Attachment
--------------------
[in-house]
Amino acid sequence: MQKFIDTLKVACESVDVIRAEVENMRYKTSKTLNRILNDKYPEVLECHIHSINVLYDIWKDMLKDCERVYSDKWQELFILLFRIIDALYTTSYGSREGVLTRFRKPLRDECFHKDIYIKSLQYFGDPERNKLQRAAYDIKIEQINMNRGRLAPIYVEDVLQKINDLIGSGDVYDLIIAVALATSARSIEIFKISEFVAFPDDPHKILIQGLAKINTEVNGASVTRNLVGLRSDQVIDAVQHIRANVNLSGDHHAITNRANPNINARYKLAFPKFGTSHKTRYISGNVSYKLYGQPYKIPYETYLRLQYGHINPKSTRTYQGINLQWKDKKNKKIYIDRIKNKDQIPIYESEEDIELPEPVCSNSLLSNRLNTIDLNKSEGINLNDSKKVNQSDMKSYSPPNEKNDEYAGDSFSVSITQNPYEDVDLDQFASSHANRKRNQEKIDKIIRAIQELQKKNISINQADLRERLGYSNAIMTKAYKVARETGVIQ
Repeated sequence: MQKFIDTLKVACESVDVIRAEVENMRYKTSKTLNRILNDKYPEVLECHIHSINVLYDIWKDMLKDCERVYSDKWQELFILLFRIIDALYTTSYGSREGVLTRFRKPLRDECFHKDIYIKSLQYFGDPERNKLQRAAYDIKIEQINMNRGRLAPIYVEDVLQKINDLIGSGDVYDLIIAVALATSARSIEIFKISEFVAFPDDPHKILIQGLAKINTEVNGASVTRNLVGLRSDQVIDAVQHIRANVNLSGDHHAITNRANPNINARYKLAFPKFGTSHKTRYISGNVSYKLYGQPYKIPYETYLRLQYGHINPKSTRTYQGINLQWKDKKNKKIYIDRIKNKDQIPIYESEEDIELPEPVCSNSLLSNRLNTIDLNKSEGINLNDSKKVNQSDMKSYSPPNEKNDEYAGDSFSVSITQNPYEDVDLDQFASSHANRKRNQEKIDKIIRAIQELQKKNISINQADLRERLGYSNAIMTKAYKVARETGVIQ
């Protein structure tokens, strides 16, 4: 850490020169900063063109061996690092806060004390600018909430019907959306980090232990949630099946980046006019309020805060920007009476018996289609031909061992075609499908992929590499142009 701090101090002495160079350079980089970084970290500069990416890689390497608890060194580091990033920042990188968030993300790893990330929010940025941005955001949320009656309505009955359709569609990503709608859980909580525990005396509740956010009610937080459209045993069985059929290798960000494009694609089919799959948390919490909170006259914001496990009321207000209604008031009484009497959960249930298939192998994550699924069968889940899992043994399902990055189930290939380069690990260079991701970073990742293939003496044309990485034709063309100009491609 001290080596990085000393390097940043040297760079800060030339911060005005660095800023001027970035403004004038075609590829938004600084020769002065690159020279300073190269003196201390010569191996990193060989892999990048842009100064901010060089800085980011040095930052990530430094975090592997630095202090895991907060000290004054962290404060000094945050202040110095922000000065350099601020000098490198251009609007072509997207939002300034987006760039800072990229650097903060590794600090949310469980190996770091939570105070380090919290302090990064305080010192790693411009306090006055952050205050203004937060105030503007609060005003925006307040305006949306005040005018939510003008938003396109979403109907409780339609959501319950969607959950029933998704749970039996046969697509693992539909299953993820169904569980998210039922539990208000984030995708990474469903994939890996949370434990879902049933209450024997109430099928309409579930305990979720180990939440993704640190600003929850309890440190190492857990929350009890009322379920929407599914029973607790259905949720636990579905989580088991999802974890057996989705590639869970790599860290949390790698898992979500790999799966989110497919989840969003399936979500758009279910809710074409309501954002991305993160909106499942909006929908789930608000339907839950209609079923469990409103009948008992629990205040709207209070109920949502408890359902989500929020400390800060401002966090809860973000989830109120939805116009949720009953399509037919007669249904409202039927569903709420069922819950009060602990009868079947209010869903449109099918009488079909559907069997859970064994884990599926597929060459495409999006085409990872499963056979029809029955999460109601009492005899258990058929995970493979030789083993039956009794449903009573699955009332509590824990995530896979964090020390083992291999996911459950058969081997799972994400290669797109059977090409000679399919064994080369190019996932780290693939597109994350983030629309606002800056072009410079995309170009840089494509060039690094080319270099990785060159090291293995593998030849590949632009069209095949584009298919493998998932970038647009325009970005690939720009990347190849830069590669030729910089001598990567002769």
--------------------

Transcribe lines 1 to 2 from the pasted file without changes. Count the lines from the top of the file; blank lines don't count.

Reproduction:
[in-house]
Amino acid sequence: MQKFIDTLKVACESVDVIRAEVENMRYKTSKTLNRILNDKYPEVLECHIHSINVLYDIWKDMLKDCERVYSDKWQELFILLFRIIDALYTTSYGSREGVLTRFRKPLRDECFHKDIYIKSLQYFGDPERNKLQRAAYDIKIEQINMNRGRLAPIYVEDVLQKINDLIGSGDVYDLIIAVALATSARSIEIFKISEFVAFPDDPHKILIQGLAKINTEVNGASVTRNLVGLRSDQVIDAVQHIRANVNLSGDHHAITNRANPNINARYKLAFPKFGTSHKTRYISGNVSYKLYGQPYKIPYETYLRLQYGHINPKSTRTYQGINLQWKDKKNKKIYIDRIKNKDQIPIYESEEDIELPEPVCSNSLLSNRLNTIDLNKSEGINLNDSKKVNQSDMKSYSPPNEKNDEYAGDSFSVSITQNPYEDVDLDQFASSHANRKRNQEKIDKIIRAIQELQKKNISINQADLRERLGYSNAIMTKAYKVARETGVIQ